62 total views, 1 views today
I was the keynote speaker at an economic dialogue on Nigeria organised by Konrad Adenauer Stiftung (KAS) and the Delegation of German Industry and Commerce in Nigeria (AHK) on 23 May 2019. Titled “Road to Economic Development: Challenges and Opportunities”, the dialogue was aimed at shaping the priorities of the incoming second administration of President Muhammadu Buhari. The following is the final and fifth part of the highlights of my speech.
Take a charge on bank deposits to raise revenue
For the authorities, the most pressing matter is revenue. When there has been a boom in the economy, it was largely because crude oil prices were high. I doubt very much that it was crude oil itself that caused the boom, though. After all, oil is just about 10 percent of GDP. My reckoning is that a buoyant public purse and consequent free-spending government tends to inspire confidence all around. In other words, when the government is “happy”, it tends to be contagious. As oil prices are volatile, the weight of that purse varies with the times. Thus, there is a need for it to be reliant on more stable sources of revenue. In other words, we need the government to be “happy” most of the time.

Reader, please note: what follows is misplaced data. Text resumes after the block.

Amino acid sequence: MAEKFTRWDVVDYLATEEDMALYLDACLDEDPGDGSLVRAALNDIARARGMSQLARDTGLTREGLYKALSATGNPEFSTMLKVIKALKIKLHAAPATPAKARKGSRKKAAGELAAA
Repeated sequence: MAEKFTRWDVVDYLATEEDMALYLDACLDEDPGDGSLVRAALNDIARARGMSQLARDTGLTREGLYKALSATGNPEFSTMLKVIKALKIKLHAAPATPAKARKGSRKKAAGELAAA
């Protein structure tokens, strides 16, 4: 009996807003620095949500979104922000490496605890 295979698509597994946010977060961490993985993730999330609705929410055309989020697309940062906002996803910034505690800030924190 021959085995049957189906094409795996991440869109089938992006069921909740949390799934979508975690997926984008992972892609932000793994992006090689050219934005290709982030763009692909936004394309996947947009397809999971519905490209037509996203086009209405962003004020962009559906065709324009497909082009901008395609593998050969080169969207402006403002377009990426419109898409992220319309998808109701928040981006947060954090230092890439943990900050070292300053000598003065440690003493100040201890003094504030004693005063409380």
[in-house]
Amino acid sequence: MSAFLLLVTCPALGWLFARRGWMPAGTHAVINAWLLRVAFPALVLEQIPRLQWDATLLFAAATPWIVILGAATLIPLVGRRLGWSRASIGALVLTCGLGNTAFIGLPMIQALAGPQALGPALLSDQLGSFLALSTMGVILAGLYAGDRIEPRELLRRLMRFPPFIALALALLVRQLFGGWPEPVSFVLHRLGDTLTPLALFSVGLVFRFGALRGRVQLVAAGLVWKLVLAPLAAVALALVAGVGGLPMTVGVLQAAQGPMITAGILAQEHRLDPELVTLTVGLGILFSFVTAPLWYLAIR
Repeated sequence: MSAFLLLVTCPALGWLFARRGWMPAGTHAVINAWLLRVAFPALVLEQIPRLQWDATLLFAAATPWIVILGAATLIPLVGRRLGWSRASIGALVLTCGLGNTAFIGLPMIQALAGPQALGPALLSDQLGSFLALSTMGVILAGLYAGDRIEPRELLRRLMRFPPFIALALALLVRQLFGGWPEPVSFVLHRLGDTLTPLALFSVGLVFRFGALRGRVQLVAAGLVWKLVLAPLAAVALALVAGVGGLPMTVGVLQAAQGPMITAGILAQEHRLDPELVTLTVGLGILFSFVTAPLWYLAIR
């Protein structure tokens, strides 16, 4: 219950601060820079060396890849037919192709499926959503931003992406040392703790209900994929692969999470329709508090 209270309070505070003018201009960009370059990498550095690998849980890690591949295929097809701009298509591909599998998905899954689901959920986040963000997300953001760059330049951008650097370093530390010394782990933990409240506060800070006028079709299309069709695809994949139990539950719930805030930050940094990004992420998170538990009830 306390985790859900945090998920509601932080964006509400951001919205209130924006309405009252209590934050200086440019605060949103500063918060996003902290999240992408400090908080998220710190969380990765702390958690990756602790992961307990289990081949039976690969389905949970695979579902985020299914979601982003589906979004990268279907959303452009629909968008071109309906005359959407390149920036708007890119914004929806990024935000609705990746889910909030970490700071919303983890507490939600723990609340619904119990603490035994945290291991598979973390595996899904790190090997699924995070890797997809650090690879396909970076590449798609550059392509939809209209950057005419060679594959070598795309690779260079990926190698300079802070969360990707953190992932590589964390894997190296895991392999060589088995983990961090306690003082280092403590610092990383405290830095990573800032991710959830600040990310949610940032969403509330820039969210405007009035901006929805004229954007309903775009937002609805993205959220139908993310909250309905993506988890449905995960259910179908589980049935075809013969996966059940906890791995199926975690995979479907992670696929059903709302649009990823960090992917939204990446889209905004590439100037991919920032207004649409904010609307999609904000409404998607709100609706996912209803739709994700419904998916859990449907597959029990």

Nigerians in formal employment are already taxed automatically. Those in the informal economy are not. And while even those Nigerians would not mind paying taxes, there is a lot that discourages them. Taxing consumption via value added tax (VAT) tends to be an effective way to bring as many people as possible into the tax net. At 5 percent, Nigeria’s VAT rate is relatively low. (Kenya’s is 16 percent.) So, the Nigerian government could certainly increase the VAT rate. Judging from the … Read More...